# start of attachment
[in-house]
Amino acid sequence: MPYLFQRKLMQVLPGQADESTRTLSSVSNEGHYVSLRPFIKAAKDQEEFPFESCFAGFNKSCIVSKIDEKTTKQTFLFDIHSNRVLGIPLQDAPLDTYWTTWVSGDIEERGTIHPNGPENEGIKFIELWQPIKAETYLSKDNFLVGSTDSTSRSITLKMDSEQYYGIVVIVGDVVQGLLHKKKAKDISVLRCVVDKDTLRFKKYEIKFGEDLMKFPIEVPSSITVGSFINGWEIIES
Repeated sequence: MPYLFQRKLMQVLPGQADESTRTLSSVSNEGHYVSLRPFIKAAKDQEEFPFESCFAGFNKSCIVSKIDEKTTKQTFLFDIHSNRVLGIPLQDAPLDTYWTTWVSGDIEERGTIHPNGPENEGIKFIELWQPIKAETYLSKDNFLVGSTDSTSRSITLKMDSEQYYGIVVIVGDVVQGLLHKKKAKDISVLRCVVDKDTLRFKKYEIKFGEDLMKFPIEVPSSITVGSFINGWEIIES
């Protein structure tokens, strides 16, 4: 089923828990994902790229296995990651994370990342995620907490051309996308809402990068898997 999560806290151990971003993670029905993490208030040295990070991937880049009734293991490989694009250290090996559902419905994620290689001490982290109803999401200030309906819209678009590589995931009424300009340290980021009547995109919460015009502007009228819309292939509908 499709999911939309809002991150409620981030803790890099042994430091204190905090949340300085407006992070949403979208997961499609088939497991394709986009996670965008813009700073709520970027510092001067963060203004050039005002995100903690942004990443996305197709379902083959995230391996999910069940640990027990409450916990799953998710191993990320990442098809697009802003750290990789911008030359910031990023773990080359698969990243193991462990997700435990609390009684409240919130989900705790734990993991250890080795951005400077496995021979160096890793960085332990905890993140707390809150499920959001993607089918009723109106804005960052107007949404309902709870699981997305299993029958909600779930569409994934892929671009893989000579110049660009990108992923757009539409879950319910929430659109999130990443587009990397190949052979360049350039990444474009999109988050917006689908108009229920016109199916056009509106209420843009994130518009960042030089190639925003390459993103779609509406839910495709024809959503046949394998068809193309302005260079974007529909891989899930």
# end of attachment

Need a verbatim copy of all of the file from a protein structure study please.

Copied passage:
[in-house]
Amino acid sequence: MPYLFQRKLMQVLPGQADESTRTLSSVSNEGHYVSLRPFIKAAKDQEEFPFESCFAGFNKSCIVSKIDEKTTKQTFLFDIHSNRVLGIPLQDAPLDTYWTTWVSGDIEERGTIHPNGPENEGIKFIELWQPIKAETYLSKDNFLVGSTDSTSRSITLKMDSEQYYGIVVIVGDVVQGLLHKKKAKDISVLRCVVDKDTLRFKKYEIKFGEDLMKFPIEVPSSITVGSFINGWEIIES
Repeated sequence: MPYLFQRKLMQVLPGQADESTRTLSSVSNEGHYVSLRPFIKAAKDQEEFPFESCFAGFNKSCIVSKIDEKTTKQTFLFDIHSNRVLGIPLQDAPLDTYWTTWVSGDIEERGTIHPNGPENEGIKFIELWQPIKAETYLSKDNFLVGSTDSTSRSITLKMDSEQYYGIVVIVGDVVQGLLHKKKAKDISVLRCVVDKDTLRFKKYEIKFGEDLMKFPIEVPSSITVGSFINGWEIIES
């Protein structure tokens, strides 16, 4: 089923828990994902790229296995990651994370990342995620907490051309996308809402990068898997 999560806290151990971003993670029905993490208030040295990070991937880049009734293991490989694009250290090996559902419905994620290689001490982290109803999401200030309906819209678009590589995931009424300009340290980021009547995109919460015009502007009228819309292939509908 499709999911939309809002991150409620981030803790890099042994430091204190905090949340300085407006992070949403979208997961499609088939497991394709986009996670965008813009700073709520970027510092001067963060203004050039005002995100903690942004990443996305197709379902083959995230391996999910069940640990027990409450916990799953998710191993990320990442098809697009802003750290990789911008030359910031990023773990080359698969990243193991462990997700435990609390009684409240919130989900705790734990993991250890080795951005400077496995021979160096890793960085332990905890993140707390809150499920959001993607089918009723109106804005960052107007949404309902709870699981997305299993029958909600779930569409994934892929671009893989000579110049660009990108992923757009539409879950319910929430659109999130990443587009990397190949052979360049350039990444474009999109988050917006689908108009229920016109199916056009509106209420843009994130518009960042030089190639925003390459993103779609509406839910495709024809959503046949394998068809193309302005260079974007529909891989899930």